It was that kind of news story. The kind that means you always remember where you were when you heard about it.
I was headed home from school in third grade–dismissed early–when my friend’s older brother whispered in her ear that President Kennedy had been shot. We walked the rest of the way home convincing each other it wasn’t true.
In my childhood living room, I watched. LBJ said he would not run for another term. The Eagle landed on the moon as my mother and I made a dress for me. Nixon announced US withdrawal from Vietnam the same day our dog had died.
A stay-at-home mom in 1981, I was watching television in my grown up living room when I learned President Reagan had been shot. My oldest daughter was in kindergarten. We lived the rest of the day in front of the TV.
In January of 1986, I had just parked in front of my house and was ready to turn the car radio off when I heard that the first Challenger blew up. I rushed into the house and turned the TV on to see the smoke trail from the explosion.
At my first teaching job, I had just come upstairs after supervising recess when a colleague told me about planes hitting the twin towers and the Pentagon on 9/11.
In 2011, I was at a Pittsburgh motel with my high school mock trial team when news reports said Rep. Gabby Giffords had been shot.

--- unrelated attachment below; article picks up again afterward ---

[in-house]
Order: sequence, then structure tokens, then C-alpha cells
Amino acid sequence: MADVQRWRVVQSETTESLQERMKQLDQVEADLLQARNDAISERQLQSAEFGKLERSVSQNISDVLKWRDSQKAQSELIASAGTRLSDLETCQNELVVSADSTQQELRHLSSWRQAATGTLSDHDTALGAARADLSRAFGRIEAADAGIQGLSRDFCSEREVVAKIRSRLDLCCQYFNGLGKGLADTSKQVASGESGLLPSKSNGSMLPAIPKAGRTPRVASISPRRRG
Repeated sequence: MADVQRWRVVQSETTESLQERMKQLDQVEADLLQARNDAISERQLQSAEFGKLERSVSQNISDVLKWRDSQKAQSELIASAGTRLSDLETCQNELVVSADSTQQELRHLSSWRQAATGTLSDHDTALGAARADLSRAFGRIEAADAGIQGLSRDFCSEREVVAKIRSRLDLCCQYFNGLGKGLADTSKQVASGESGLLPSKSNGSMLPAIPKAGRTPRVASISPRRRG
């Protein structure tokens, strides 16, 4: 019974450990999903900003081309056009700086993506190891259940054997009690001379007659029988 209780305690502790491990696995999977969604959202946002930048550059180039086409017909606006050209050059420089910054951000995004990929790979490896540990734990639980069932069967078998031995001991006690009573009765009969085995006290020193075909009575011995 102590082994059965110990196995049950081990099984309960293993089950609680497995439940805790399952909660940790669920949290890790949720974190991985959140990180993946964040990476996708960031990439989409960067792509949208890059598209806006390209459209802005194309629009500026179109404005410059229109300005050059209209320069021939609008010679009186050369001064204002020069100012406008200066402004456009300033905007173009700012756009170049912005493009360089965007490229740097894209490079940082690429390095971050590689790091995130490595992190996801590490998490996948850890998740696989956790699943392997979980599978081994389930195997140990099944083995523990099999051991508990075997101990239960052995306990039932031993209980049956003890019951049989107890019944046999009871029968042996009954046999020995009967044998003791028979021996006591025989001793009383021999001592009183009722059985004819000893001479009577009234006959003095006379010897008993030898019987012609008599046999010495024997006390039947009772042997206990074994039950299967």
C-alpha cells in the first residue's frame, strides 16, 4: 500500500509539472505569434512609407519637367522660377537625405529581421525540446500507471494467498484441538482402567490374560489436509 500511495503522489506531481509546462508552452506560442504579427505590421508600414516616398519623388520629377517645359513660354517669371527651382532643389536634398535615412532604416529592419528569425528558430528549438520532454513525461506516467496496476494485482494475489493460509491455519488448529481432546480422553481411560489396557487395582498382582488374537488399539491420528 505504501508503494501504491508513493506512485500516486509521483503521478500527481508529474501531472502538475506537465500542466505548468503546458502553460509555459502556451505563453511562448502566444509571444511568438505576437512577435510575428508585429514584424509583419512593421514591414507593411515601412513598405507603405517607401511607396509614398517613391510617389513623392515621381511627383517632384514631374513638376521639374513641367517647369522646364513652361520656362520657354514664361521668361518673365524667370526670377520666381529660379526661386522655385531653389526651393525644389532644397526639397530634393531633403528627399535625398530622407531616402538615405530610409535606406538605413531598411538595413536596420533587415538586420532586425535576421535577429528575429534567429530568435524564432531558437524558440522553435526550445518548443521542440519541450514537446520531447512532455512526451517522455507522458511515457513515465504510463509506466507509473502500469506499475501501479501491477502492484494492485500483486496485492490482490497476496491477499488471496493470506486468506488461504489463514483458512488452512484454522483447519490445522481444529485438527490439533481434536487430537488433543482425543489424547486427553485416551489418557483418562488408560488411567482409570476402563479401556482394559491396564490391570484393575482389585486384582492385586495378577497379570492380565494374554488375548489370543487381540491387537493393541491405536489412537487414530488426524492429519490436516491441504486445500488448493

My husband and I were in Orlando when we learned that Dylann Roof had murdered several people at a Bible study. I was there again last summer when news broke of the Pulse nightclub massacre and a little boy dragged under the water by an alligator.
On Wednesday, I was getting ready to leave for a medical test when a network reporter announced that Republicans were shot at baseball practice for a charity game. Shot–just for being Republicans.
Events stay with us. They shape us. Or they try to. We move forward from them. And too often, we forget.
We remember tiny details about the event. But we forget how they gave us respect for each other.
When events are fresh in our minds, we appreciate each other. We disagree more agreeably because of what happened.
I remember something the ever-witty President Reagan said after he’d been shot. He commented to one of his doctors:
“I hope you are all Republicans.”
The Democratic doctor replied, “We’re all Republicans today.”
After Rep. Steve Scalise had been shot on Wednesday, Democrats, at their own baseball practice, bowed their heads to pray.
On Thursday evening, Republicans and Democrats knelt and prayed together before the game they played in spite of the shootings.
Prayer is where to start. But it’s not where to end. It’s where to continue on.
Prayer reminds us that we are small and God is big. When we think we don’t need prayer, we think we’re big and don’t need God. We think we don’t need each other.
Prayer is the only thing that can save us from our own hatred for each other. It’s the only thing that can save us from ourselves.
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